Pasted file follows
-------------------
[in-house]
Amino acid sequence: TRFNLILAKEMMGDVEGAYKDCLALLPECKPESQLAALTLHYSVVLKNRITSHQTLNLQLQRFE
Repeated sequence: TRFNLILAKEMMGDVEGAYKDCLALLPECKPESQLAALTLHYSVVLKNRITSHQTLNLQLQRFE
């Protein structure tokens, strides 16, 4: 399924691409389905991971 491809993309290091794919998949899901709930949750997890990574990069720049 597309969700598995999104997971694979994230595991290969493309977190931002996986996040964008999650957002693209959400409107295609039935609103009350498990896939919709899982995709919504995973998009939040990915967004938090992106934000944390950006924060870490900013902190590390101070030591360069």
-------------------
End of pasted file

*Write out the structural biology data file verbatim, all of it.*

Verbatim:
[in-house]
Amino acid sequence: TRFNLILAKEMMGDVEGAYKDCLALLPECKPESQLAALTLHYSVVLKNRITSHQTLNLQLQRFE
Repeated sequence: TRFNLILAKEMMGDVEGAYKDCLALLPECKPESQLAALTLHYSVVLKNRITSHQTLNLQLQRFE
């Protein structure tokens, strides 16, 4: 399924691409389905991971 491809993309290091794919998949899901709930949750997890990574990069720049 597309969700598995999104997971694979994230595991290969493309977190931002996986996040964008999650957002693209959400409107295609039935609103009350498990896939919709899982995709919504995973998009939040990915967004938090992106934000944390950006924060870490900013902190590390101070030591360069």